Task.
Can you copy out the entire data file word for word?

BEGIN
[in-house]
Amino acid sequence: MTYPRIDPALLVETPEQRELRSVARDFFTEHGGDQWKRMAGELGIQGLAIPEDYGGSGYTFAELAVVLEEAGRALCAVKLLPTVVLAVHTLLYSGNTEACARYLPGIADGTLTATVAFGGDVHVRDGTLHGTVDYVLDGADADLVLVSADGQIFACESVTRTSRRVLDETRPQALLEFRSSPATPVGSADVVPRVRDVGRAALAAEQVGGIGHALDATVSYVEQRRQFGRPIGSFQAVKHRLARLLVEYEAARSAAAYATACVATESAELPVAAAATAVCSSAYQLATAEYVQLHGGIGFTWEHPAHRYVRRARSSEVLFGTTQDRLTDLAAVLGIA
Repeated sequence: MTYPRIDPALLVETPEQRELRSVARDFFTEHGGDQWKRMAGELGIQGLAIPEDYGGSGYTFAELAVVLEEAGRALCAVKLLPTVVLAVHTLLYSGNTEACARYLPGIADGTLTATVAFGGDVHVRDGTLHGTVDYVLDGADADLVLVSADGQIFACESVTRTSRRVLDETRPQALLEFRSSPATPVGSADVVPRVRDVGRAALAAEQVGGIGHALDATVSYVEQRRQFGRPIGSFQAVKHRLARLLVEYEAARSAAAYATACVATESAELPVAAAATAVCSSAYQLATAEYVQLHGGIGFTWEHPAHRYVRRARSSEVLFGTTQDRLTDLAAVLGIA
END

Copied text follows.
[in-house]
Amino acid sequence: MTYPRIDPALLVETPEQRELRSVARDFFTEHGGDQWKRMAGELGIQGLAIPEDYGGSGYTFAELAVVLEEAGRALCAVKLLPTVVLAVHTLLYSGNTEACARYLPGIADGTLTATVAFGGDVHVRDGTLHGTVDYVLDGADADLVLVSADGQIFACESVTRTSRRVLDETRPQALLEFRSSPATPVGSADVVPRVRDVGRAALAAEQVGGIGHALDATVSYVEQRRQFGRPIGSFQAVKHRLARLLVEYEAARSAAAYATACVATESAELPVAAAATAVCSSAYQLATAEYVQLHGGIGFTWEHPAHRYVRRARSSEVLFGTTQDRLTDLAAVLGIA
Repeated sequence: MTYPRIDPALLVETPEQRELRSVARDFFTEHGGDQWKRMAGELGIQGLAIPEDYGGSGYTFAELAVVLEEAGRALCAVKLLPTVVLAVHTLLYSGNTEACARYLPGIADGTLTATVAFGGDVHVRDGTLHGTVDYVLDGADADLVLVSADGQIFACESVTRTSRRVLDETRPQALLEFRSSPATPVGSADVVPRVRDVGRAALAAEQVGGIGHALDATVSYVEQRRQFGRPIGSFQAVKHRLARLLVEYEAARSAAAYATACVATESAELPVAAAATAVCSSAYQLATAEYVQLHGGIGFTWEHPAHRYVRRARSSEVLFGTTQDRLTDLAAVLGIA